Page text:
It’s no secret that digital marketing is a confusing topic. Companies know social media and mobile marketing are increasingly important, and invest heavily in both fields. At the same time, however, if a recent report is any indication, understanding of digital marketing ROI is dwindling.
The report, Marketing Budgets 2013, is a joint effort by industry analysts Econsultancy and Responsys. The annual report surveyed over 800 marketers. The results were a strange mixture of understanding and mystification.
Digital marketing budgets are on the rise, with 75 percent of respondents planning to increase spending in 2013. In an encouraging move, 56 percent reported plans to increase budgets by over 20 percent. This is great news if you’re in the business of providing content marketing or SEO. Baltimore MD, Los Angeles, CA, New York, NY – wherever you’re located, you should see increased spending on digital marketing.
Content marketing’s growing importance was obvious, with 70 percent of respondents planning to increase spending on content, while 65 percent indicated they’ll increase their natural SEO result budgets. Email marketing spending came in third at 65 percent, with social media and mobile marketing coming in at 62 and 61 percent, respectively.
While in the top five, mobile marketing spending seems low, considering the field’s rapid rise in importance. Actually, it’s possible that the very speed with which mobile marketing is developing explains relatively low budgetary commitments; spending has yet to catch up with marketing potential.
…. Understanding Down
Despite ever-increasing spending on digital marketing, only 50 percent of survey respondents claimed a “good” or “very good” understanding of digital marketing ROI, while 18 percent reported “poor” or “very poor” understanding.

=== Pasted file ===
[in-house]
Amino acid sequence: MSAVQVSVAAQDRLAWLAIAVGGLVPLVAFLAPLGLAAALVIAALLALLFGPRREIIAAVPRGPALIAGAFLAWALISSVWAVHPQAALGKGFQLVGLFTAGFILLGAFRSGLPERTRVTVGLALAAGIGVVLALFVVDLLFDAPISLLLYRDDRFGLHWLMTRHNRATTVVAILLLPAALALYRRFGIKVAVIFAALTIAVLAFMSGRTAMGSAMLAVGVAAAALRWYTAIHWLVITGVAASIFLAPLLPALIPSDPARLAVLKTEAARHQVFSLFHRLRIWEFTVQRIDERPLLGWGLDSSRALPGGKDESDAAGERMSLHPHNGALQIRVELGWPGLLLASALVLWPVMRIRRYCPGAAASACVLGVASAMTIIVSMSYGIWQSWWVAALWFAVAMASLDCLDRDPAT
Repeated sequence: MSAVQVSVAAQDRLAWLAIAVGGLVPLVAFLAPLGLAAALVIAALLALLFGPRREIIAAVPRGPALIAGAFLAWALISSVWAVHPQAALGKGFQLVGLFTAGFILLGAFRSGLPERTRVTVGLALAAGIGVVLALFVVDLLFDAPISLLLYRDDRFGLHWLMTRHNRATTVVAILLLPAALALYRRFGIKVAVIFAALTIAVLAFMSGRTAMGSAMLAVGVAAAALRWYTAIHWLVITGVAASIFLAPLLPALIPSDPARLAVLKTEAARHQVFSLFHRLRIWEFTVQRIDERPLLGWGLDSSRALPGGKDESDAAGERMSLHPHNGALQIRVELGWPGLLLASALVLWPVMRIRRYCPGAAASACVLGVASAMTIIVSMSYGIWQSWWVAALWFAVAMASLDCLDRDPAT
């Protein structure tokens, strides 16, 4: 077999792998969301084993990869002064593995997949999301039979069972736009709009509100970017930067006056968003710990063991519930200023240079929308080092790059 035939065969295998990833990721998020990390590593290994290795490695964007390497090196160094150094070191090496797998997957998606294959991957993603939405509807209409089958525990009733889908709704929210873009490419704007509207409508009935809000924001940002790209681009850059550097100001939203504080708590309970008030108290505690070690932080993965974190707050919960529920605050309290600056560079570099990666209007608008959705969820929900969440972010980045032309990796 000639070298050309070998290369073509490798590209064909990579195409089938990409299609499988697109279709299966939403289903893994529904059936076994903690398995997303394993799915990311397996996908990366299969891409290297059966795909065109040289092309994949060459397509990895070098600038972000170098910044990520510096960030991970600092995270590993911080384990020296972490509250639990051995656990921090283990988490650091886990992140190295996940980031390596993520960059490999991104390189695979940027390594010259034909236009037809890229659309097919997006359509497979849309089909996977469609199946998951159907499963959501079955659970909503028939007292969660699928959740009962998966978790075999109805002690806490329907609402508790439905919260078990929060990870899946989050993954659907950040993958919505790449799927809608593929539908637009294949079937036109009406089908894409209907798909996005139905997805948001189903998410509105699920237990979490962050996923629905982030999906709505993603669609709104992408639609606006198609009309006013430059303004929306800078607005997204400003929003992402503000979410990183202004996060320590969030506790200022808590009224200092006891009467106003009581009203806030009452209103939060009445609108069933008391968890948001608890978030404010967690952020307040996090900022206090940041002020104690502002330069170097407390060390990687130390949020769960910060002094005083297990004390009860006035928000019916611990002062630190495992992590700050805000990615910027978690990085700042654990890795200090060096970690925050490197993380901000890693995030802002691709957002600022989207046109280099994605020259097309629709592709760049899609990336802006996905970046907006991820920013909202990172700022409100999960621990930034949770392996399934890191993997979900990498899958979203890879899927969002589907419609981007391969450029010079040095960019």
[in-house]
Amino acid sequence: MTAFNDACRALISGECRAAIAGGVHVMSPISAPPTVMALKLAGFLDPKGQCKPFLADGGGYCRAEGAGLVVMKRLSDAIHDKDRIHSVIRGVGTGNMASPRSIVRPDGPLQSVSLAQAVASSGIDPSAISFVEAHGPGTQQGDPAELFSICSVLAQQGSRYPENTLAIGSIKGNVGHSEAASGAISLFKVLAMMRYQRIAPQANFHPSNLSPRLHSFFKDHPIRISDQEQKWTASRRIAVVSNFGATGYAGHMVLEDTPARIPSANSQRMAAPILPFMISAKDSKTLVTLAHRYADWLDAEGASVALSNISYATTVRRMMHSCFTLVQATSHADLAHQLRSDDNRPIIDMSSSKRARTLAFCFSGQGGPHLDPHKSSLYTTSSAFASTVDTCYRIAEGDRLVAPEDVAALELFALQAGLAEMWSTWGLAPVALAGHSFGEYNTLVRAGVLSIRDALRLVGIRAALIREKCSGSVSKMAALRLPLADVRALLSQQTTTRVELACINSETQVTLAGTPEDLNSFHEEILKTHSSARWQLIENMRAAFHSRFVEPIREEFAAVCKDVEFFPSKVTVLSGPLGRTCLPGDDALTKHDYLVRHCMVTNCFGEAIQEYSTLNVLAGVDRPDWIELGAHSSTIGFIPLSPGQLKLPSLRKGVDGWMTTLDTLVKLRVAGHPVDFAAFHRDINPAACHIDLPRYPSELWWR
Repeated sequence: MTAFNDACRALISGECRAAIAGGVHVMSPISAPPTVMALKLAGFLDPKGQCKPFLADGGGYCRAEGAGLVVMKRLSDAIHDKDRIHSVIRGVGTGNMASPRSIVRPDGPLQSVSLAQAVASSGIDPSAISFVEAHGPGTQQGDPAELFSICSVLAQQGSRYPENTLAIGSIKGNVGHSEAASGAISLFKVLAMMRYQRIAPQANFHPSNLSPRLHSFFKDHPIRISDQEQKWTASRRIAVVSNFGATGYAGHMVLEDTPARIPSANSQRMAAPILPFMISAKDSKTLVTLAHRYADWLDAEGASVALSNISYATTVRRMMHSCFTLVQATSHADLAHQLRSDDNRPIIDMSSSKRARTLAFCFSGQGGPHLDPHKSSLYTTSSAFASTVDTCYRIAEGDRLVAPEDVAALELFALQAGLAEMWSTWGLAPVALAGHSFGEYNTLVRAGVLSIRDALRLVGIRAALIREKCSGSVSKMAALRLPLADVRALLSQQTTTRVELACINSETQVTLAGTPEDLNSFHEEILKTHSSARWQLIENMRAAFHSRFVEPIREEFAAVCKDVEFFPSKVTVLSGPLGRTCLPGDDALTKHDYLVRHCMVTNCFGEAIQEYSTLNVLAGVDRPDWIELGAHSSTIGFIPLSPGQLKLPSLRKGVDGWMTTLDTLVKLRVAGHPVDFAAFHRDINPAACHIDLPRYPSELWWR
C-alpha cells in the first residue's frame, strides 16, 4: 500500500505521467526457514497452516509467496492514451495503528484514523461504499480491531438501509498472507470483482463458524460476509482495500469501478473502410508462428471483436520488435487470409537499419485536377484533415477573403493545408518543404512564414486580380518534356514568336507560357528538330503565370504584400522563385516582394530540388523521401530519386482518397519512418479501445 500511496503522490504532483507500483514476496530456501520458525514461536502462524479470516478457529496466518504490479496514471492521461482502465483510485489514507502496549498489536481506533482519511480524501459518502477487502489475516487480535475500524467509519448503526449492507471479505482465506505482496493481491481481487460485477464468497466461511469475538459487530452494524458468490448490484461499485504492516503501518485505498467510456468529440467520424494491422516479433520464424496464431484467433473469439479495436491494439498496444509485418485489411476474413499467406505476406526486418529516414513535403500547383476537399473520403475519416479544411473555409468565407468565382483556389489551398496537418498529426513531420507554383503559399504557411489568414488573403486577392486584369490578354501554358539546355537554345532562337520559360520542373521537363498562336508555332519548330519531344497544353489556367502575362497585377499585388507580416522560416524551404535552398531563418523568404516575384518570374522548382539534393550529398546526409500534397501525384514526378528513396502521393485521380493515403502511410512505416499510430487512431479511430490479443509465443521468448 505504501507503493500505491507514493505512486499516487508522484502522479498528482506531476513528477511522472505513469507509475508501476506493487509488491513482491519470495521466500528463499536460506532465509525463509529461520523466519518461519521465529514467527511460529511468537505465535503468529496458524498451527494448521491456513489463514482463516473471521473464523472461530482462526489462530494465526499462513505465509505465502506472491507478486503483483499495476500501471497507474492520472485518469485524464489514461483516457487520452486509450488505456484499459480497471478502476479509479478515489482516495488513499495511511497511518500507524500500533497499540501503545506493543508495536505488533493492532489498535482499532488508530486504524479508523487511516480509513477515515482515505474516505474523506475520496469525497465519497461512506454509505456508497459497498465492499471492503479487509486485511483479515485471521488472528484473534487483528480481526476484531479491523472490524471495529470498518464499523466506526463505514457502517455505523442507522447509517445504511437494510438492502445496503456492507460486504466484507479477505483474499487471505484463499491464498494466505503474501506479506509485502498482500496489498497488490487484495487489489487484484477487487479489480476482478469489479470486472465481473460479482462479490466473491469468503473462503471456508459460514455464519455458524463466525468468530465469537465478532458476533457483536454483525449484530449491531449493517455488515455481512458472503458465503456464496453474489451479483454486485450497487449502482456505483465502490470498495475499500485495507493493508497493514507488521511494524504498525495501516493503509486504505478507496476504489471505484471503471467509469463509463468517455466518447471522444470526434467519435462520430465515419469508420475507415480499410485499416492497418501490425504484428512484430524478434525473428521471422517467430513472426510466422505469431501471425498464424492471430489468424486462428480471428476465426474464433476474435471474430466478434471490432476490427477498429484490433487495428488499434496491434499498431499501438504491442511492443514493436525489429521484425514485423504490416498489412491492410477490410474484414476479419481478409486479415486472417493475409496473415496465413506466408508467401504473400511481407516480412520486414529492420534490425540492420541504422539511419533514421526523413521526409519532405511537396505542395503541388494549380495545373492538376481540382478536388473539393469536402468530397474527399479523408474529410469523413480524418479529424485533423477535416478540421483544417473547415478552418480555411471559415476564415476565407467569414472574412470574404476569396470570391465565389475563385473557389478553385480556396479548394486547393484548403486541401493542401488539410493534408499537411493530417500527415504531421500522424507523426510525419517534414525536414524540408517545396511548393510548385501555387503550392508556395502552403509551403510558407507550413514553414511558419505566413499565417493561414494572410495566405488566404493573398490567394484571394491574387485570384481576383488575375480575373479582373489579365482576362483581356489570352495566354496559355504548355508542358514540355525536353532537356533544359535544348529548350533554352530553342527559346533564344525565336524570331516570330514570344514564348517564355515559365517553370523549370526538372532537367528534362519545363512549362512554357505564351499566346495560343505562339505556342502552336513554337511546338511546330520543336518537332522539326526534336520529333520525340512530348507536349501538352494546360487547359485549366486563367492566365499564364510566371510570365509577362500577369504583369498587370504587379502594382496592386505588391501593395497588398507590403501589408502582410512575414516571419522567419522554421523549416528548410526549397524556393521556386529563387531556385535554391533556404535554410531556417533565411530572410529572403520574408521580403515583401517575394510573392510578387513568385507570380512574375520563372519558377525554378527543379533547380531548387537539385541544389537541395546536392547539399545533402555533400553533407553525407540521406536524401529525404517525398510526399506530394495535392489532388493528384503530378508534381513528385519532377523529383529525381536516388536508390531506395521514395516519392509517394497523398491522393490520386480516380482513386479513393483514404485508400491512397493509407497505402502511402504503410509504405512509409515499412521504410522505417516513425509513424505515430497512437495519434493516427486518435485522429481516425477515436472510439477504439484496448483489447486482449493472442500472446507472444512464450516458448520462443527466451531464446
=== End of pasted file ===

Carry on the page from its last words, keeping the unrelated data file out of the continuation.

These numbers reflect a continuing decline in understanding over the last three years. The 2010 survey reported 67 percent of marketers had a firm understanding of digital marketing ROI, with only 10 percent claiming a poor grasp of the issue.
The industry, it seems, is at odds with itself. Almost everyone’s willing to accept the importance of digital marketing, but an increasing percentage of marketers lack the knowledge or skills to accurately measure social media’s value. Half the survey respondents are throwing large budgets at digital marketing and essentially trusting the return on investment will be positive.
That’s a dangerous game, because like any form of advertising, digital marketing comes with no guarantees.
Part of the problem may stem from the ever-growing, ever more complex nature of digital marketing venues. Not so long ago, mobile marketing was unheard of, and social media continues to defy traditional ROI measurement tools. Even so, any marketer reporting less than a good understanding of digital media strategies should be worried.
On the plus side, attitudes in the industry are changing. Marketers increasingly devote budget funds to training and education, so hopefully the disconnect between spending and ROI understanding will come to an end. At least, until the Next Big Thing takes the industry by surprise.
Adrienne Erin is an internet marketer who loves staying on top of the latest trends in SEO and marketing. If you want to see more of her recent work, follow her on Twitter: @adrienneerin.